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Research Guides

Indigenous Studies

This guide is a starting point to find research in Indigenous Studies. It is meant primarily to assist students from the Centre for Indigenous Studies, but may be of use to students looking for Indigenous Research in general.

Citing Elders and Knowledge Keepers

The following citation styles were developed by Lorisia McLeod, who is from the James Smith Cree Nation and is a librarian at Norquest College.

MLA Style Citation

Last name, First name., Nation/Community. Treaty Territory if applicable. City/Community they live in if applicable. Topic/subject of communication if applicable. Date Month Year. 

Example: Cardinal, Delores., Goodfish Lake Cree Nation. Treaty 6. Lives in Edmonton. Oral teaching. 4 April 2004. 

APA Style Citation

Last name, First initial., Nation/Community. Treaty Territory if applicable. Where they live if applicable. Topic/subject of communication if applicable. Personal communication. Month Date, Year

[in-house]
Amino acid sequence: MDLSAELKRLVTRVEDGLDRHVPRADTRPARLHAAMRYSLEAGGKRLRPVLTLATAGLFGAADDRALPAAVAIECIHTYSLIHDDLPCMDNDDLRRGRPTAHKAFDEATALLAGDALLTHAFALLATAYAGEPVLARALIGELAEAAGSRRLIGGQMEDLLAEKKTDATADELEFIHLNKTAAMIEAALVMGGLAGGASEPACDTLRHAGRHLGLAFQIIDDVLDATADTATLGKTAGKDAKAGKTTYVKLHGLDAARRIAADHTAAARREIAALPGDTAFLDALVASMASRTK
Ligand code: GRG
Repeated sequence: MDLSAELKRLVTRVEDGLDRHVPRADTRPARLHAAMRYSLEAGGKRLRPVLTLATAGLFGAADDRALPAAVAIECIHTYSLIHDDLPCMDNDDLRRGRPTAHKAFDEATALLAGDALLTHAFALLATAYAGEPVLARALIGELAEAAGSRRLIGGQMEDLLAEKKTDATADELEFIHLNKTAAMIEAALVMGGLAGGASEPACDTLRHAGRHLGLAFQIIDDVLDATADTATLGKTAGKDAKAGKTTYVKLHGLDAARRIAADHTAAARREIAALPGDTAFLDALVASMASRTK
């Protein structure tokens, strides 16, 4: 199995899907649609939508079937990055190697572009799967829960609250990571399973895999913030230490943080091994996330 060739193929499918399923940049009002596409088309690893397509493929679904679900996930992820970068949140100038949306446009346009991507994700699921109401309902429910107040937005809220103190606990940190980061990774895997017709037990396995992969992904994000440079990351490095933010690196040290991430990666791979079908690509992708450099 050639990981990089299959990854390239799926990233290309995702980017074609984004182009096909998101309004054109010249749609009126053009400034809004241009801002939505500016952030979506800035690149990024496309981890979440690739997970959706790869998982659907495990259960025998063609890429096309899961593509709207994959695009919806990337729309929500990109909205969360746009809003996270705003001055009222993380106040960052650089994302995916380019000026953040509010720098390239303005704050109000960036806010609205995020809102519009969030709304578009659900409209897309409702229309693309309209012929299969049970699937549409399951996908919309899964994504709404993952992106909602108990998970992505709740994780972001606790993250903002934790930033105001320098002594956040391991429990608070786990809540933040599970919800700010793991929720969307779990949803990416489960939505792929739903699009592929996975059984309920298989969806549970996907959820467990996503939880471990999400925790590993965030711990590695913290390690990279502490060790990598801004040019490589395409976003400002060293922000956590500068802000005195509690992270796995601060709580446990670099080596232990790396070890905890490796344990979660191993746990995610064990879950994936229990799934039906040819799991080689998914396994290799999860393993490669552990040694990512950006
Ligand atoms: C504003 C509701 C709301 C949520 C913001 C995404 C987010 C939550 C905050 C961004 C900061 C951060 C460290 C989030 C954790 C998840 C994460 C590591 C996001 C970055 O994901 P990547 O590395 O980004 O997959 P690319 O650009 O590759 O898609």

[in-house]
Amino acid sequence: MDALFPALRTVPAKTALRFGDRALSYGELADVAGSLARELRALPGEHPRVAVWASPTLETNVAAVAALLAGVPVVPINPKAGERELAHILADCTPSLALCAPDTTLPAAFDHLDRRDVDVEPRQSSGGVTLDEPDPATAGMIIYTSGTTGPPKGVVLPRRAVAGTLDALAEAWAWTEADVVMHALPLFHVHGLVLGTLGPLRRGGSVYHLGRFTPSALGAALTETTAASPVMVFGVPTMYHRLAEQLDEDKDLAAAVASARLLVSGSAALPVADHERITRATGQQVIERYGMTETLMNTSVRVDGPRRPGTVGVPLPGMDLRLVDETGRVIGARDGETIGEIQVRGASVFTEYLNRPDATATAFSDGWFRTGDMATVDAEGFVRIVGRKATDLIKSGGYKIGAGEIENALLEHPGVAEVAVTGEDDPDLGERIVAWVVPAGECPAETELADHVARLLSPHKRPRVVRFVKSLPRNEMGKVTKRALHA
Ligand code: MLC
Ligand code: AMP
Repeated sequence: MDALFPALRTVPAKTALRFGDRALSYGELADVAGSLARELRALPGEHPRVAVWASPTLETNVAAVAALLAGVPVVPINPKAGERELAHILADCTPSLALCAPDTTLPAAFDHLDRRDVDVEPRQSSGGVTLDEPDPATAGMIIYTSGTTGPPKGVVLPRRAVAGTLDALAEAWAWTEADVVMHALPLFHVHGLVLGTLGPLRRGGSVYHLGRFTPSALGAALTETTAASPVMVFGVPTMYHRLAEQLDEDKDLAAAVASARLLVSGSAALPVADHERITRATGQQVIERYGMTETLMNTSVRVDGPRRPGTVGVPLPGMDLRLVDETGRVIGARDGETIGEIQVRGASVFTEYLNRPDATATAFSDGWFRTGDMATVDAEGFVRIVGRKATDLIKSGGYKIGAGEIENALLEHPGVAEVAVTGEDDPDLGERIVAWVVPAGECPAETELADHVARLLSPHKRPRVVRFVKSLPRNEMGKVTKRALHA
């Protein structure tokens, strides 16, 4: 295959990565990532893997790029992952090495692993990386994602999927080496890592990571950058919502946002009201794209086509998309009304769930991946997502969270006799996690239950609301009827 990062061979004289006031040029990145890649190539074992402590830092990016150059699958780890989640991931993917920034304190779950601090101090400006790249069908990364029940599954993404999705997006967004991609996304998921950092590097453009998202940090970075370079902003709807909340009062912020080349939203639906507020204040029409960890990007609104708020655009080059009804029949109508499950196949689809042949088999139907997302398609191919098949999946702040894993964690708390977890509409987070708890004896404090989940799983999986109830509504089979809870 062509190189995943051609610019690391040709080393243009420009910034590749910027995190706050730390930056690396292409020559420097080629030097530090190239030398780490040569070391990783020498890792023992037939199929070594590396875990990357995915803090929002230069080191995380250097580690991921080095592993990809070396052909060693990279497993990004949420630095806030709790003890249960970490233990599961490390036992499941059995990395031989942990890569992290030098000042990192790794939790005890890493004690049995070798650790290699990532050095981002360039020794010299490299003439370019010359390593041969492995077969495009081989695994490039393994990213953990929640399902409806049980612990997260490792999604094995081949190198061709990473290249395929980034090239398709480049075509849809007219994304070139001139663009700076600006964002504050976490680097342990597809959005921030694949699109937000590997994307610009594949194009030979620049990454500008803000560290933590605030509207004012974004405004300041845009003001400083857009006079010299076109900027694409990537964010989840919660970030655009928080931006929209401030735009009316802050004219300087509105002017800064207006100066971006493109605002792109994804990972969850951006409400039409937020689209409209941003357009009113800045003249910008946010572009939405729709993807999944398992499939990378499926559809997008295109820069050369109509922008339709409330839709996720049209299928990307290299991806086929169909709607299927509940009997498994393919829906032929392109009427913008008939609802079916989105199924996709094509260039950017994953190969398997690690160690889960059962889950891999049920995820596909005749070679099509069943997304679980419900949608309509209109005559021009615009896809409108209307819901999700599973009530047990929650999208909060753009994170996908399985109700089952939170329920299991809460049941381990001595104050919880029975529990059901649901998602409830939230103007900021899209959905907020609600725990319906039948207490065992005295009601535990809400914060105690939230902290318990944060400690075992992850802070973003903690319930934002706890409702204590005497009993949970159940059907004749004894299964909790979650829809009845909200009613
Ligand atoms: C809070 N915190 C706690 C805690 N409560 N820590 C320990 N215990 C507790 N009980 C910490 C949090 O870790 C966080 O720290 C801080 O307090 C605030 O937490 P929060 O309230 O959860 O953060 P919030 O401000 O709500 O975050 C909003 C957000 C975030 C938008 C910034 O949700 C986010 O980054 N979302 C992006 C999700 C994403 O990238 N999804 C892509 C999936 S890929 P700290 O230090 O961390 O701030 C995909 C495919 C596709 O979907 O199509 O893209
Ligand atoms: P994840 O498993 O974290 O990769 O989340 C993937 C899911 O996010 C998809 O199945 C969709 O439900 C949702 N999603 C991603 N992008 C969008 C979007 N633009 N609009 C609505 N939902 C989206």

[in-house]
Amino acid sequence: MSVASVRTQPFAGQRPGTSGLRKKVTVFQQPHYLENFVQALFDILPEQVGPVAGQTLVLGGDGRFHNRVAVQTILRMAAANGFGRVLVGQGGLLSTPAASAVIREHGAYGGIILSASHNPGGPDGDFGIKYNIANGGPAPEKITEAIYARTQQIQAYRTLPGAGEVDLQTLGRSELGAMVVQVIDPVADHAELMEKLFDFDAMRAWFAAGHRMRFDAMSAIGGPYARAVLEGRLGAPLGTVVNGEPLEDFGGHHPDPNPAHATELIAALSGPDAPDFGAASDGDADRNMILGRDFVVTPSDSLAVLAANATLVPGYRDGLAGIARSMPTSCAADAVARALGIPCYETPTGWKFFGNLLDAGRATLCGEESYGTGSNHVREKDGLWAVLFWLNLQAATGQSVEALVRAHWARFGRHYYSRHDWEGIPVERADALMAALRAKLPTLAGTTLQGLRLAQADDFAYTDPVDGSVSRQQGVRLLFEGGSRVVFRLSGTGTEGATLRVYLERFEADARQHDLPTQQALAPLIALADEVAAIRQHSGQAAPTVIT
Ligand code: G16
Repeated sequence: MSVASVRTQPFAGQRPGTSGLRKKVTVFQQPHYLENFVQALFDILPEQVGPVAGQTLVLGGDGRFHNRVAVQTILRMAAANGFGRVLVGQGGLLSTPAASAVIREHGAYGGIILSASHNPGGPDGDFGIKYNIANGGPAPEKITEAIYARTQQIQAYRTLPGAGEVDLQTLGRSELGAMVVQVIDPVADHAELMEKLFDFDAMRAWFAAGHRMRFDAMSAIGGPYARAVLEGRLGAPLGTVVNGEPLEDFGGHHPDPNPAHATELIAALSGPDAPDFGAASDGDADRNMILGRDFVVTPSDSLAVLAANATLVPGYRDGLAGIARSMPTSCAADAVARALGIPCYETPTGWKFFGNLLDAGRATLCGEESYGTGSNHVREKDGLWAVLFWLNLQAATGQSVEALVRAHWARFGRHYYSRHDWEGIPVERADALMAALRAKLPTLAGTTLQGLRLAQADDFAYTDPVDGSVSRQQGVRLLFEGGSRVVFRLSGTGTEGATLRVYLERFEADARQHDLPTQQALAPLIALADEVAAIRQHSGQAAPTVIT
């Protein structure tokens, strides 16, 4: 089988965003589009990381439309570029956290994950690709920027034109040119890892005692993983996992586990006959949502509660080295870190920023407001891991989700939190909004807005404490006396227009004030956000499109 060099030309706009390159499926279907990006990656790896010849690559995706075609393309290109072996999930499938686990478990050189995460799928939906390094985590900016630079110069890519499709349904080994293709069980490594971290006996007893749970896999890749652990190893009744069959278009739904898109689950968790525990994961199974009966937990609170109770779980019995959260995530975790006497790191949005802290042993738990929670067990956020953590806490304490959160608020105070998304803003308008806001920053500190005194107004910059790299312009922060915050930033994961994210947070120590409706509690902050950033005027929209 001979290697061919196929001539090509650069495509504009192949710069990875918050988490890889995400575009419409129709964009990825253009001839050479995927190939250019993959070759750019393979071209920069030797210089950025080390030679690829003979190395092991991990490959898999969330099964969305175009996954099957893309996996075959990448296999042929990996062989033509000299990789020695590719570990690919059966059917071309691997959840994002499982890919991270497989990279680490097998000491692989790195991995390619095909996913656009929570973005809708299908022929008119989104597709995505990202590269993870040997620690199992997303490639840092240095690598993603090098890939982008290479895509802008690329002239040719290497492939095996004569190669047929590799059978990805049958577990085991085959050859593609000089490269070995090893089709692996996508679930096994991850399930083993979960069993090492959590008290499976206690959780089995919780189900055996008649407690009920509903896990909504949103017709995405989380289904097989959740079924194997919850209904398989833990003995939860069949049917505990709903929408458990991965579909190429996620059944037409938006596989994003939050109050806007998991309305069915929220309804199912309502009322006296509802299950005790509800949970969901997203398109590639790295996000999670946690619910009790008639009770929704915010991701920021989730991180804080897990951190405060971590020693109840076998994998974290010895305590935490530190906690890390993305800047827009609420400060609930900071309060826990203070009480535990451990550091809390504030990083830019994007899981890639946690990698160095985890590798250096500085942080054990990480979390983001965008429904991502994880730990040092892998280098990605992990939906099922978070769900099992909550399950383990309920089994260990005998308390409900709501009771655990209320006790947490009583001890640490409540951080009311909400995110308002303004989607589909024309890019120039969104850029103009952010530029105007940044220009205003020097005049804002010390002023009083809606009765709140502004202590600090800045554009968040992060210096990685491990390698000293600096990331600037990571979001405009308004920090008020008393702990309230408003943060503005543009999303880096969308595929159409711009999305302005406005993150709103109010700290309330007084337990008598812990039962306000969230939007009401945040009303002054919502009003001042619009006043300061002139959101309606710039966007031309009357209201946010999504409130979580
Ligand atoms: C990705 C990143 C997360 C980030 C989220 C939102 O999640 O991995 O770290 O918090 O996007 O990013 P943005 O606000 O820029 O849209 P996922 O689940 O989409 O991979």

Example: Cardinal, D., Goodfish Lake Cree Nation. Treaty 6. Lives in Edmonton. Oral teaching. Personal communication. April 4, 2004.

Note: If you would like to approach an Elder or Knowledge Keeper for teachings, remember to follow protocol or if you are unsure what their protocol is, please ask them ahead of time.

OCAP Principles

The Report on the OCAP Principles, which stands for Ownership, Control, Access and Possession, is available below. From the First Nations Information Governance Centre, OCAP Principles are described as:

"The First Nations principles of OCAP® are a set of standards that establish how First Nations data should be collected, protected, used, or shared. They are the de facto standard for how to conduct research with First Nations.

Standing for ownership, control, access and possession, OCAP® asserts that First Nations have control over data collection processes in their communities, and that they own and control how this information can be used."

Books on Indigenous Research Methods